This project demonstrated the urgency of developing writing center pedagogies for adult professionals—those working in fields requiring higher education, usually a college degree, and including formal standards of practice—in contrast to either traditional college student writers or graduate students in scholarly fields.
For students operating in an online environment, making support services available in the same fashion is vital to their ongoing success. Even for students attending classes face-to-face, allowing the option for online support makes sense as students are researching and writing online.
This article describes a replicable process for developing a reference manual of model asynchronous written responses to errors in the writing of multilingual writers for the purpose of tutor training and development.
The Technological, Pedagogical, and Content Knowledge (TPACK) model can be applied to tutor training in online writing centers to help tutors develop the skills required to meet individual student learning needs.
This article presents results from a survey of volunteer tutors who provided feedback to clients on in-process papers that clients shared with the PSG. Findings illuminated tutors’ motivations, foci of feedback for writers, and challenges of peer-readership through online collaboration.
Drawing upon previous work on the tutoring strategies of instruction, scaffolding, and motivation within in-person writing tutorials (Mackiewicz & Thompson, 2014; 2015), this study analyzes ten transcripts from asynchronous screencast tutorials to determine how and to what extent writing tutors use instruction, scaffolding, and motivation in an online setting.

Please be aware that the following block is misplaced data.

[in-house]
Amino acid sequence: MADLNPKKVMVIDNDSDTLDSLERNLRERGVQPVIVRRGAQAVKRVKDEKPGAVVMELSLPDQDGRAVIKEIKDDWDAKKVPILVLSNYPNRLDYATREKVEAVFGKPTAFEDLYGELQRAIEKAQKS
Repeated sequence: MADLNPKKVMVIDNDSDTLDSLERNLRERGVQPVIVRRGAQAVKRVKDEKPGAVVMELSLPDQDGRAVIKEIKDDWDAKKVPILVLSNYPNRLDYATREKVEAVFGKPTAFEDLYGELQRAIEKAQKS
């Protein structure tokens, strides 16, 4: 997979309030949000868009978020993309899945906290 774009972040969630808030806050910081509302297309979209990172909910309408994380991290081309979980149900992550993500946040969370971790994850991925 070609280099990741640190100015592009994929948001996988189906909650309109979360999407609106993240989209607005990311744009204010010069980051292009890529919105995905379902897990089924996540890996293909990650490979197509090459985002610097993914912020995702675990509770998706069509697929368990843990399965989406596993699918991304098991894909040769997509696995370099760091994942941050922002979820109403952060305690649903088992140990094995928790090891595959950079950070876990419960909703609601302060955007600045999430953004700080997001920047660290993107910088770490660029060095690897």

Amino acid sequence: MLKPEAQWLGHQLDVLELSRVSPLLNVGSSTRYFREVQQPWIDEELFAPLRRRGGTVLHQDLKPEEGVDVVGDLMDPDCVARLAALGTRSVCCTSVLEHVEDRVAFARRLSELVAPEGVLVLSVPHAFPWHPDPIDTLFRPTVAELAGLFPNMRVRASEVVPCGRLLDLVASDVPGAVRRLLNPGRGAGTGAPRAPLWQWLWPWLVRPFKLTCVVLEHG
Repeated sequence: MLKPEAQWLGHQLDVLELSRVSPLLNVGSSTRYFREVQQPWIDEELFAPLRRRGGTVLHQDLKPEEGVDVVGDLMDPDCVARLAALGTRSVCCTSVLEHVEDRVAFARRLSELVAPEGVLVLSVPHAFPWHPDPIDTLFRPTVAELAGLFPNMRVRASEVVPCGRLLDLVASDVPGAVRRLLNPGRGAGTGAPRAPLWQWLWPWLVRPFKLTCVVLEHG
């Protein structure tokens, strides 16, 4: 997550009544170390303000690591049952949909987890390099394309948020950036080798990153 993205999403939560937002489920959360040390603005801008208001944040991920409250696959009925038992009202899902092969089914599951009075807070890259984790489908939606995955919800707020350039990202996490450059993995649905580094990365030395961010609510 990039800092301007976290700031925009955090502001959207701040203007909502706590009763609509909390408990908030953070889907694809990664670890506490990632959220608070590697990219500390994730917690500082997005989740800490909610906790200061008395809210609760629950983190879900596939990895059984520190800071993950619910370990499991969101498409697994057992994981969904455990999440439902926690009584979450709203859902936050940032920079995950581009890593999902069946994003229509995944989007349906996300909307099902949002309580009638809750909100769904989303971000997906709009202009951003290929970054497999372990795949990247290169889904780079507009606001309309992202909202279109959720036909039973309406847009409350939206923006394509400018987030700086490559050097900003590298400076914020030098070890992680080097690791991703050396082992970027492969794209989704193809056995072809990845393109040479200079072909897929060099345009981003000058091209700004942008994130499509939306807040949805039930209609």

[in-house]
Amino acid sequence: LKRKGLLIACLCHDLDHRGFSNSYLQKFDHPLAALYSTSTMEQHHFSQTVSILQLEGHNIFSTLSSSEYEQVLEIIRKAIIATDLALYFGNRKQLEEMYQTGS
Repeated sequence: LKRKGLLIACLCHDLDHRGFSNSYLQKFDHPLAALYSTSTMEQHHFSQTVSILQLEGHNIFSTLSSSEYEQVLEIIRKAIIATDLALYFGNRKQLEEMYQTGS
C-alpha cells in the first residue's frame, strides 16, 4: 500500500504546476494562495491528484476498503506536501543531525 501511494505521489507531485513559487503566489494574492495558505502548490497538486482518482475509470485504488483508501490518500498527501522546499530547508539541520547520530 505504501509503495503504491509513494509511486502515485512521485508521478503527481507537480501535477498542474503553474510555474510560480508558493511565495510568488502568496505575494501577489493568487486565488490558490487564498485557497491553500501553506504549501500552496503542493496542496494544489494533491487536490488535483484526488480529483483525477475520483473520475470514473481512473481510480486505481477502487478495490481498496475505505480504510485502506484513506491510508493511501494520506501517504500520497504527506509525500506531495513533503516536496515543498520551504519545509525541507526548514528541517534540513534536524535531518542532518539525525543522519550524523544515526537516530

This article details the process of designing a method for asynchronous Online Writing Tutoring (OWT) in the institutional context of a community college. This article examines how Google Suite presents an exciting option for free, bespoke Online Writing Lab administration.
The Ohio State University’s Writing Center has implemented three models of asynchronous online support with varying degrees of success: two-step asynchronous consultations, one-step drop-off consultations, and the Online Accountability Writing Group. Our study fills a gap in the research in that it shares findings from one-on-one and group asynchronous online support.
Our project reviews literature related to graduate tutoring both onsite and online, and we use this research to alter our approach to working with online graduate students.
This article discusses the process that the University of Maryland Writing Center went through as it developed and later implemented asynchronous online tutoring, specifically the questions we struggled with while we considered adopting an asynchronous platform and method of advice delivery, as well as how we would train and schedule tutors for this new modality.